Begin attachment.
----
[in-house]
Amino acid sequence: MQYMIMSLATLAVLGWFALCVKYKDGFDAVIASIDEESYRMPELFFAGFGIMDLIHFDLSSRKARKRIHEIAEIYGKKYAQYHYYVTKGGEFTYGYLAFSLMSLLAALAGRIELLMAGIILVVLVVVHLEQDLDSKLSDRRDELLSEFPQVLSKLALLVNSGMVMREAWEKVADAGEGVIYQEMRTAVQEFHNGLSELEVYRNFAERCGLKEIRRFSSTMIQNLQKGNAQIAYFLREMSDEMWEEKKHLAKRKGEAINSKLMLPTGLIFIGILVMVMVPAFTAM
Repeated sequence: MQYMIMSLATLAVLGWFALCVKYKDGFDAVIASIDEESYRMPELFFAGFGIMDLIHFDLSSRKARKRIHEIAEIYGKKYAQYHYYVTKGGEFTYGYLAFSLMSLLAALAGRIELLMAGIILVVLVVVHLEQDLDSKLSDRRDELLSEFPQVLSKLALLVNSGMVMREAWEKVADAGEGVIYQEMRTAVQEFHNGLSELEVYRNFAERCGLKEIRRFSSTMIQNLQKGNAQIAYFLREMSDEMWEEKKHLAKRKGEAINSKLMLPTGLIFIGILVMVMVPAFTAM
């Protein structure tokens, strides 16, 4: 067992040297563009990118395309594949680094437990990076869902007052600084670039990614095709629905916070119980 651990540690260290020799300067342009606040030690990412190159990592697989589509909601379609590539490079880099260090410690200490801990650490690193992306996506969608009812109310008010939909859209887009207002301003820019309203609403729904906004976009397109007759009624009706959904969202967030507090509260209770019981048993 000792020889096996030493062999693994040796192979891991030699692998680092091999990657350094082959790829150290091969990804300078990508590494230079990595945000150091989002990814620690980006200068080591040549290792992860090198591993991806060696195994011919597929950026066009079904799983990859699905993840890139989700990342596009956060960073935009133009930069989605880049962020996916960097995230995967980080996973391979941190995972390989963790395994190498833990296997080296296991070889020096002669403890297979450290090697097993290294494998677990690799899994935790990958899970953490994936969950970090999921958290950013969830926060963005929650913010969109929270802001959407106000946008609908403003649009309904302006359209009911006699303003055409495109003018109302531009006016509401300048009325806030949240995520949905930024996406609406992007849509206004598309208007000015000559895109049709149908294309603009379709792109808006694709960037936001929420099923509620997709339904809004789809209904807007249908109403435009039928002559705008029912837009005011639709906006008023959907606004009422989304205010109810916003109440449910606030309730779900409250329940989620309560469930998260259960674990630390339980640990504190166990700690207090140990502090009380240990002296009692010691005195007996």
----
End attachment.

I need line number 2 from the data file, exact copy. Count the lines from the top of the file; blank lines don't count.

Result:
Amino acid sequence: MQYMIMSLATLAVLGWFALCVKYKDGFDAVIASIDEESYRMPELFFAGFGIMDLIHFDLSSRKARKRIHEIAEIYGKKYAQYHYYVTKGGEFTYGYLAFSLMSLLAALAGRIELLMAGIILVVLVVVHLEQDLDSKLSDRRDELLSEFPQVLSKLALLVNSGMVMREAWEKVADAGEGVIYQEMRTAVQEFHNGLSELEVYRNFAERCGLKEIRRFSSTMIQNLQKGNAQIAYFLREMSDEMWEEKKHLAKRKGEAINSKLMLPTGLIFIGILVMVMVPAFTAM